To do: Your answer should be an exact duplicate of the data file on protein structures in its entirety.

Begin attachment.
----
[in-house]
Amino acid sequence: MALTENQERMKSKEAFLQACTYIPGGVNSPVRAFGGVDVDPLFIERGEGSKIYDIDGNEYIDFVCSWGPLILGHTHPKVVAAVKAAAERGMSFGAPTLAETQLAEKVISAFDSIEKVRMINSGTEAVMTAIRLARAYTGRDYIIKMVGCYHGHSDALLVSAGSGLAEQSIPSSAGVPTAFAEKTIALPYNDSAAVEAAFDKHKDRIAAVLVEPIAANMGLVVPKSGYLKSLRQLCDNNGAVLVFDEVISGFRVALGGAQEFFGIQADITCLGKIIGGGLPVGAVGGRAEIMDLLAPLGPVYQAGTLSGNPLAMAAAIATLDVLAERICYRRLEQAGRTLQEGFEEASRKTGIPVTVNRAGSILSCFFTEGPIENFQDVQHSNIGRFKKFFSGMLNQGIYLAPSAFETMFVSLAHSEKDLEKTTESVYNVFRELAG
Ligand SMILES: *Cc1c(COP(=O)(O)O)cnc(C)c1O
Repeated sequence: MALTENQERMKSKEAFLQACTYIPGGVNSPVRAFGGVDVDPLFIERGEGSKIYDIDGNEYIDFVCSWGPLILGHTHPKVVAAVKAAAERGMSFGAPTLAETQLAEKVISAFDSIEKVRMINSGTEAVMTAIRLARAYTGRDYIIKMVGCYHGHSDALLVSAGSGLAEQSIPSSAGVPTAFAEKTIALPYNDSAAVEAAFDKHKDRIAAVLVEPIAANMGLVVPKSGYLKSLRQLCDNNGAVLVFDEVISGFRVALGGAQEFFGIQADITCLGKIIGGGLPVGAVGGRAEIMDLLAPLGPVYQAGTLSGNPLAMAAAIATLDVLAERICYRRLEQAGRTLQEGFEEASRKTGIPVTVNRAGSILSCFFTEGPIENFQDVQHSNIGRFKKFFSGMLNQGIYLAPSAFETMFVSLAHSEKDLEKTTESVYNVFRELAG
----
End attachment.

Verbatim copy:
[in-house]
Amino acid sequence: MALTENQERMKSKEAFLQACTYIPGGVNSPVRAFGGVDVDPLFIERGEGSKIYDIDGNEYIDFVCSWGPLILGHTHPKVVAAVKAAAERGMSFGAPTLAETQLAEKVISAFDSIEKVRMINSGTEAVMTAIRLARAYTGRDYIIKMVGCYHGHSDALLVSAGSGLAEQSIPSSAGVPTAFAEKTIALPYNDSAAVEAAFDKHKDRIAAVLVEPIAANMGLVVPKSGYLKSLRQLCDNNGAVLVFDEVISGFRVALGGAQEFFGIQADITCLGKIIGGGLPVGAVGGRAEIMDLLAPLGPVYQAGTLSGNPLAMAAAIATLDVLAERICYRRLEQAGRTLQEGFEEASRKTGIPVTVNRAGSILSCFFTEGPIENFQDVQHSNIGRFKKFFSGMLNQGIYLAPSAFETMFVSLAHSEKDLEKTTESVYNVFRELAG
Ligand SMILES: *Cc1c(COP(=O)(O)O)cnc(C)c1O
Repeated sequence: MALTENQERMKSKEAFLQACTYIPGGVNSPVRAFGGVDVDPLFIERGEGSKIYDIDGNEYIDFVCSWGPLILGHTHPKVVAAVKAAAERGMSFGAPTLAETQLAEKVISAFDSIEKVRMINSGTEAVMTAIRLARAYTGRDYIIKMVGCYHGHSDALLVSAGSGLAEQSIPSSAGVPTAFAEKTIALPYNDSAAVEAAFDKHKDRIAAVLVEPIAANMGLVVPKSGYLKSLRQLCDNNGAVLVFDEVISGFRVALGGAQEFFGIQADITCLGKIIGGGLPVGAVGGRAEIMDLLAPLGPVYQAGTLSGNPLAMAAAIATLDVLAERICYRRLEQAGRTLQEGFEEASRKTGIPVTVNRAGSILSCFFTEGPIENFQDVQHSNIGRFKKFFSGMLNQGIYLAPSAFETMFVSLAHSEKDLEKTTESVYNVFRELAG